SRS employs multiple convergent beams to deliver a single, large dose of radiation to a discrete target volume. The three most common delivery systems are the linear accelerator, gamma knife, and cyclotron, which make use of high-energy photons, gamma rays, and protons, respectively. Most brain metastases have distinct radiographic and pathologic margins, making them attractive targets for SRS . SRS has emerged as a common treatment modality for newly diagnosed patients, alone or in combination with WBRT, and as salvage therapy for progressive intracranial disease after WBRT.
Aim of the study
The current study is a prospective randomized study to evaluate role of WBRT combined with SRS compared to SRS alone and to WBRT alone in improvement of the overall survival, brain local control, performance status and its effect on treatment-related morbidity.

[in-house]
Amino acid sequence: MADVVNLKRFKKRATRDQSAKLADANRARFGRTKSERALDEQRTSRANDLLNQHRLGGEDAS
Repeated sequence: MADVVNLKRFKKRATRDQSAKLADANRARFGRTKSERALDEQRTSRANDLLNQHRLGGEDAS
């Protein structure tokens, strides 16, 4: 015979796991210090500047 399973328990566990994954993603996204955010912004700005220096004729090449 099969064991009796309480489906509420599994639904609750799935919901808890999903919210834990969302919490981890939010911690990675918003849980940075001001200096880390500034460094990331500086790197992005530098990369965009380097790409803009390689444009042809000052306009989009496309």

Patients and methods
The present work involved 60 patients with 1 to 3 brain metastases, each with a maximum diameter of no more than 4 cm on contrast-enhanced MRI scans, derived from a histologically confirmed systemic cancer. An ethical approval and an informed written consent was obtained from the patients before entering the study. This study was approved by the ethical committee of National Cancer Institute Cairo University Egypt.
These patients are randomized into 3 arms, 21 patients received whole brain radiotherapy WBRT, 18 patients received SRS and 21 patients received WBRT + SRS, the study took place in the radiotherapy department, National Cancer Institute, Cairo University, Egypt from January 2008 until March 2011 with the following inclusion criteria: Age ≤ 70 years, KPS ≥ 70%, Ensured adequate organ function (Haemogram, Kidney and Liver function), no previous treatment for brain metastases.
Regarding technique of treatment
Head and neck immobilization for patients of WBRT group was performed using thermoplastic mask and head support in supine position.